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NDR in the queue with 451 4.4.0

I have Exchange 2010 with lots of messages stuck in the queue with the message:

451 4.4.0 Primary target IP address responded with: “421 4.2.1 Unable to connect.” Attempted failover to alternate host, but that did not succeed. Either there are no alternate hosts, or delivery failed to all alternate hosts.

all of those messages look to me like NDR for spam emails - here is and example:

Identity: OURMAIL\188851\640670
Subject: Undeliverable: Your Whos Who Entry
Internet Message ID: <dc6dc472-3dba-4fcd-8858-f5a5530f3b65@ourdomain.ca>
From Address: <>
Status: Ready
Size (KB): 7
Message Source Name: DSN
Source IP:
SCL: -1
Date Received: 8/16/2012 12:01:58 PM
Expiration Time: 8/18/2012 12:01:58 PM
Last Error:
Queue ID: OURMAIL\188851
Recipients:  StephanieWalker613@easysaver4u.in

Should I be concerned about those? or just ignore them. Other email seems to be delivered fine.
Is there a way to disable NDR on the Exchange 2010 and is it a problem if I disable it?
1 Solution
Manpreet SIngh KhatraSolutions Architect, Project LeadCommented:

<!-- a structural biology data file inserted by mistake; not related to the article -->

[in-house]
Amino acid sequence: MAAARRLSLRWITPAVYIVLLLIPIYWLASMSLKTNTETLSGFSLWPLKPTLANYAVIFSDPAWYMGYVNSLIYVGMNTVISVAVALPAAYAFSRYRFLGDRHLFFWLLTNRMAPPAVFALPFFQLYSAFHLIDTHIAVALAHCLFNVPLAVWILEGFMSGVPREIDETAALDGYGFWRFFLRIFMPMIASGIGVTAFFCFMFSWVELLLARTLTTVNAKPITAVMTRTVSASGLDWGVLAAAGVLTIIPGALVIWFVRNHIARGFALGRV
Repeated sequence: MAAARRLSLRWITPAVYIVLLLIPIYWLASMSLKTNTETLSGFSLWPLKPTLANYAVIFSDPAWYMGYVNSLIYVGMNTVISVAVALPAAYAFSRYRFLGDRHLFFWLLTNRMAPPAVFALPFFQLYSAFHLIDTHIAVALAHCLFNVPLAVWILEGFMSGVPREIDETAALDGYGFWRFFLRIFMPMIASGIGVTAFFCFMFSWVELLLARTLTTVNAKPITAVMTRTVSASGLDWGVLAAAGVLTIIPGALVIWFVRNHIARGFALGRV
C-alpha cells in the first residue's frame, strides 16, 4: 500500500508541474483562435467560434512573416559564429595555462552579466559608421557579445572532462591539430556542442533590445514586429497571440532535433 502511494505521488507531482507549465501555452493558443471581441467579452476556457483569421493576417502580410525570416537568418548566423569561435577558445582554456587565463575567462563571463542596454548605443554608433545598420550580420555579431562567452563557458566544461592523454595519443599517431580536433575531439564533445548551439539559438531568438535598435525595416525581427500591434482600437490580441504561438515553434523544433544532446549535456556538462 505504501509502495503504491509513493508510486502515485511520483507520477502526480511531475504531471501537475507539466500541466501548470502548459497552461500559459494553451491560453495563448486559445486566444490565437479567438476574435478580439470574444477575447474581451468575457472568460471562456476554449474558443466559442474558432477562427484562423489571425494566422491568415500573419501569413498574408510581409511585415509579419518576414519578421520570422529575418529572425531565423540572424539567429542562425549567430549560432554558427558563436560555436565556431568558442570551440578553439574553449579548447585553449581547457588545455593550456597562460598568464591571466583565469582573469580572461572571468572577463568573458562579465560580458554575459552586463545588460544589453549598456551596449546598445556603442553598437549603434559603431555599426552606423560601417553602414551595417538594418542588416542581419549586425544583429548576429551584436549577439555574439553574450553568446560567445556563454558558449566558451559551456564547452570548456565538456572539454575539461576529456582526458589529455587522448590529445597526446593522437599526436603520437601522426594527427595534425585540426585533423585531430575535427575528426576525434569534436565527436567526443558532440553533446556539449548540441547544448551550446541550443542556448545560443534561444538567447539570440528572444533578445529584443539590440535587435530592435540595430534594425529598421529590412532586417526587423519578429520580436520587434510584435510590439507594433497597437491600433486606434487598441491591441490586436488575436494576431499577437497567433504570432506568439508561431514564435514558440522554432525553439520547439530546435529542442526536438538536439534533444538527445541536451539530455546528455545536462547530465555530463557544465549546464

I guess they can be ignored .... but why are they on your server is something that should surely be checked.

- Rancy
Jarred PowerNetwork AdministratorCommented:
Looks like spam bots trying to hit your domain and getting NDR's bouncing back to non existent/spoofed domains.  That would be my guess, wouldn't hurt to sign up for a 3rd party spam filter service.  Only becomes a problem when users complain about amount of spam.
You should disable NDRs to internet this will prevent your server from ovarloading and will protect your users as flooding your server with all possible email addresses is one of the method used by spammers to get valid email addresses from your system.
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pyotrekAuthor Commented:
This is exactly what I did while awaiting answer :)
Manpreet SIngh KhatraSolutions Architect, Project LeadCommented:
You should do this ... reason is what if genuine users send email and due to some reason it wanst delivered to your recipient it wouldnt send NDR .... is that good ??

Rancy is correct it will also not send NDRs when it should be and also required check section 3.7 relaying of the RFC http://www.ietf.org/rfc/rfc2821.txt
Generally Edge server or spam filters takes care of this automatically by sending unknown user respose for invalid recipient in  RCPT TO command and drops the connection but if you don't have spam filters or edge servers configured you should enable recipient filtering on server accepting emails from remote domains. Once the filters are configured you can enable the NDRs. More on recipient filters can be found here.

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